Listening Project delivers 'fascinating insight' into experiences of Kirk members

The Church of Scotland’s Listening Project, which ran from 6 November until 5 February, has been hailed as a “powerful” source of insight by volunteers tasked with collating the broad array of responses from 225 people associated with the Kirk.

The Church of Scotland's Listening Project

The project sought to garner the views of people aged 16 and older throughout the Church about their experiences of faith and church during the coronavirus pandemic, in order to listen and share what we have learnt from this difficult and challenging time. The research team is now analysing the results and expects to publicise some initial learning at the end of March, with a fuller report going to the General Assembly in May.

It was particularly important to the team that the project gathered experiences from those from different generations, locations and circumstances across the Church.

‘Both great encouragements and profound challenges’

“We have heard from all corners of the country and from those in the Church of Scotland beyond Scotland,” said Dr Steve Aisthorpe, who is co-ordinating the Listening Project.

“What makes this kind of research so powerful is that we are privileged to hear the voices of individual people. The participants have not just ticked boxes or answered pre-set questions. In each case they have paused, reflected on their life during this pandemic, and shared their personal experiences and insights in their own words. We are so grateful for all the people who took the time to participate and opened their hearts, sharing both great encouragements and also some profound challenges.

“We have heard from all generations and genders, people from late teens through to those in their 90s. We have heard from a whole range of people in terms of their involvement with the Kirk – including people who are occasional attendees, regular attendees, ministers, staff, and elders. We heard from people who are online, comfortable with a variety of digital technologies and have been able to engage with Church in new ways – as well as from those who have not had access to these platforms.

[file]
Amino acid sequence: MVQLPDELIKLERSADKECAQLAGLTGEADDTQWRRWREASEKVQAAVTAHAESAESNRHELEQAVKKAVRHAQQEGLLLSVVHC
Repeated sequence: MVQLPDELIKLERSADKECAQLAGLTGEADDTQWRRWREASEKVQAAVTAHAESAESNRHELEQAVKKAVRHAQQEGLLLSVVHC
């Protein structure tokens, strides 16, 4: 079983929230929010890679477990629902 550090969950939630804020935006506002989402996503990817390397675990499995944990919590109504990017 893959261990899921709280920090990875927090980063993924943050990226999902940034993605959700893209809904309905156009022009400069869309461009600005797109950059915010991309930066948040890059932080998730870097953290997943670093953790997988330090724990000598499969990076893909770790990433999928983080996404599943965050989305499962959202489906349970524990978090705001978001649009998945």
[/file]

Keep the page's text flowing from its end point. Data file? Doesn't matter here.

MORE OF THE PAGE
“The challenge, when 225 people share from the heart, is making sense of the picture that emerges. The dozen volunteers who were trained and formed the analysis team have been busy scrutinising each contribution and identifying particular themes. Each contribution shared with the project has been analysed by at least three people in order to ensure that we grasp what has been communicated.

“The diligence and enthusiasm of all the volunteers – both those in the analysis team and those who enabled people to make a contribution by telephone – has been remarkable.”

‘Relationships and fellowship are vitally important’

“I think the Listening Project was a good way for people’s voices to be heard,” Lynne McEwan, one of the volunteers who is helping with the project, said.

“It was a fascinating insight into people’s thoughts about the Church at this time. Some answers were brief, others much longer, but what impressed me was the thought that had gone into the answers.

“Online services and worship play a big part but not everyone has access to the technology. Some have physical difficulties (e.g. hearing). Others revelled in accessing different forms of worship.

“Relationships and fellowship are vitally important. Expressions of loneliness were touching, but examples of working together very encouraging.

“Overall, in the responses I dealt with there was a hope that the central Church had learned lessons from this time, and would take account of these going forward.”

Another volunteer on the project, Richard Lloyd, said:

“I especially enjoyed those responses which told a story about someone’s church life; sometimes in great detail, and it was good to hear positive accounts of how churches had been truly creative in serving their congregations and communities.

“Almost every response mentioned technology, and it’s clear to me that people learned a great deal about how to make good use of it, and that it will surely be part of our future.”

The Church of Scotland Listening Project was carefully designed to ensure that people could share their experiences and insights with confidence, fully assured that their confidentiality will be carefully guarded. It is hoped that everyone who participated will benefit personally as well as contribute to an important shared venture.

The project’s initial findings, updates and then the full report will be shared in the coming weeks through the Church of Scotland website and social media channels.